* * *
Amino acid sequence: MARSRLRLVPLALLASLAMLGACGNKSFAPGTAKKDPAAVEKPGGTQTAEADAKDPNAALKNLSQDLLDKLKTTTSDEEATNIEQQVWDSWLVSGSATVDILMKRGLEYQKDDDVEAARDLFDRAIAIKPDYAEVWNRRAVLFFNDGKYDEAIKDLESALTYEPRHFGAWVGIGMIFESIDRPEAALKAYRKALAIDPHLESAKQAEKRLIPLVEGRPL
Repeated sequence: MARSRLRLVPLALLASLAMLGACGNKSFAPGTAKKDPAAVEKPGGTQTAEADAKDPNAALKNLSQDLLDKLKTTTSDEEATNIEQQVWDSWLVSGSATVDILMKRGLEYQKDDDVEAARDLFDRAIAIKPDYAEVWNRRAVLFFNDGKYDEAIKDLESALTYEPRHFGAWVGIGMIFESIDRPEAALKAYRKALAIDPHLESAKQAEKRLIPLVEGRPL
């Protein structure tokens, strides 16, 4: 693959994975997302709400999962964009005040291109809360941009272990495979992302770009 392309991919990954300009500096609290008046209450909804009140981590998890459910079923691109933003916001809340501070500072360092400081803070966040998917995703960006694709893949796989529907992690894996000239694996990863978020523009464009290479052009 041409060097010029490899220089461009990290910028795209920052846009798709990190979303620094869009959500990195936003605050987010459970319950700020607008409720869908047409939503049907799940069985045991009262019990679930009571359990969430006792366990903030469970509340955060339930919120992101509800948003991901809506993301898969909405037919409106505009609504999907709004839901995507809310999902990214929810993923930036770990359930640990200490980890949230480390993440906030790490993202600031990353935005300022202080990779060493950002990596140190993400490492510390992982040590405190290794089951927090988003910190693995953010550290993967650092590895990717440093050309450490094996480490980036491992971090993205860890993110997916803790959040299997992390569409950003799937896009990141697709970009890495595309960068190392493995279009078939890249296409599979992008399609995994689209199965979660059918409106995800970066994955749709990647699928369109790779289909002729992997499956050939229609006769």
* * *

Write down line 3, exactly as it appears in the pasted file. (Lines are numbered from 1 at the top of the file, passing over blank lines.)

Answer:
């Protein structure tokens, strides 16, 4: 693959994975997302709400999962964009005040291109809360941009272990495979992302770009 392309991919990954300009500096609290008046209450909804009140981590998890459910079923691109933003916001809340501070500072360092400081803070966040998917995703960006694709893949796989529907992690894996000239694996990863978020523009464009290479052009 041409060097010029490899220089461009990290910028795209920052846009798709990190979303620094869009959500990195936003605050987010459970319950700020607008409720869908047409939503049907799940069985045991009262019990679930009571359990969430006792366990903030469970509340955060339930919120992101509800948003991901809506993301898969909405037919409106505009609504999907709004839901995507809310999902990214929810993923930036770990359930640990200490980890949230480390993440906030790490993202600031990353935005300022202080990779060493950002990596140190993400490492510390992982040590405190290794089951927090988003910190693995953010550290993967650092590895990717440093050309450490094996480490980036491992971090993205860890993110997916803790959040299997992390569409950003799937896009990141697709970009890495595309960068190392493995279009078939890249296409599979992008399609995994689209199965979660059918409106995800970066994955749709990647699928369109790779289909002729992997499956050939229609006769």